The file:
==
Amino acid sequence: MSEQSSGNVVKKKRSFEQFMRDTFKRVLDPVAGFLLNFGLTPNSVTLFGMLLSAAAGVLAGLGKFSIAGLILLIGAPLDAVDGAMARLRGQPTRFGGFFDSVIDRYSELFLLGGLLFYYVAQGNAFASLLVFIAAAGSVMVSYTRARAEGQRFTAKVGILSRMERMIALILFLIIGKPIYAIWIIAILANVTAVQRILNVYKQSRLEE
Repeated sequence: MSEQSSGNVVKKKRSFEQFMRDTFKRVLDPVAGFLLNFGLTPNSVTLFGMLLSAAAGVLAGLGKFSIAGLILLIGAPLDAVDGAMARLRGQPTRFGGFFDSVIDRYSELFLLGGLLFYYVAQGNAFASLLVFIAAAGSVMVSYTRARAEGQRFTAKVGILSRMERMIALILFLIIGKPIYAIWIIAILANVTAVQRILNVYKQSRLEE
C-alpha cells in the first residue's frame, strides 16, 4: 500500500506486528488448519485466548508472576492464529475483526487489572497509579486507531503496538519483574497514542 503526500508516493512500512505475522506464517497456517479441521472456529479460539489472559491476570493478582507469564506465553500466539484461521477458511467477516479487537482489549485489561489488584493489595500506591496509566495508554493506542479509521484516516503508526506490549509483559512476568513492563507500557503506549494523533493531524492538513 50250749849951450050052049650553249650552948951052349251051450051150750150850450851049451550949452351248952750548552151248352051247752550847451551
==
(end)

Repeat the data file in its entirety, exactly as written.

Amino acid sequence: MSEQSSGNVVKKKRSFEQFMRDTFKRVLDPVAGFLLNFGLTPNSVTLFGMLLSAAAGVLAGLGKFSIAGLILLIGAPLDAVDGAMARLRGQPTRFGGFFDSVIDRYSELFLLGGLLFYYVAQGNAFASLLVFIAAAGSVMVSYTRARAEGQRFTAKVGILSRMERMIALILFLIIGKPIYAIWIIAILANVTAVQRILNVYKQSRLEE
Repeated sequence: MSEQSSGNVVKKKRSFEQFMRDTFKRVLDPVAGFLLNFGLTPNSVTLFGMLLSAAAGVLAGLGKFSIAGLILLIGAPLDAVDGAMARLRGQPTRFGGFFDSVIDRYSELFLLGGLLFYYVAQGNAFASLLVFIAAAGSVMVSYTRARAEGQRFTAKVGILSRMERMIALILFLIIGKPIYAIWIIAILANVTAVQRILNVYKQSRLEE
C-alpha cells in the first residue's frame, strides 16, 4: 500500500506486528488448519485466548508472576492464529475483526487489572497509579486507531503496538519483574497514542 503526500508516493512500512505475522506464517497456517479441521472456529479460539489472559491476570493478582507469564506465553500466539484461521477458511467477516479487537482489549485489561489488584493489595500506591496509566495508554493506542479509521484516516503508526506490549509483559512476568513492563507500557503506549494523533493531524492538513 50250749849951450050052049650553249650552948951052349251051450051150750150850450851049451550949452351248952750548552151248352051247752550847451551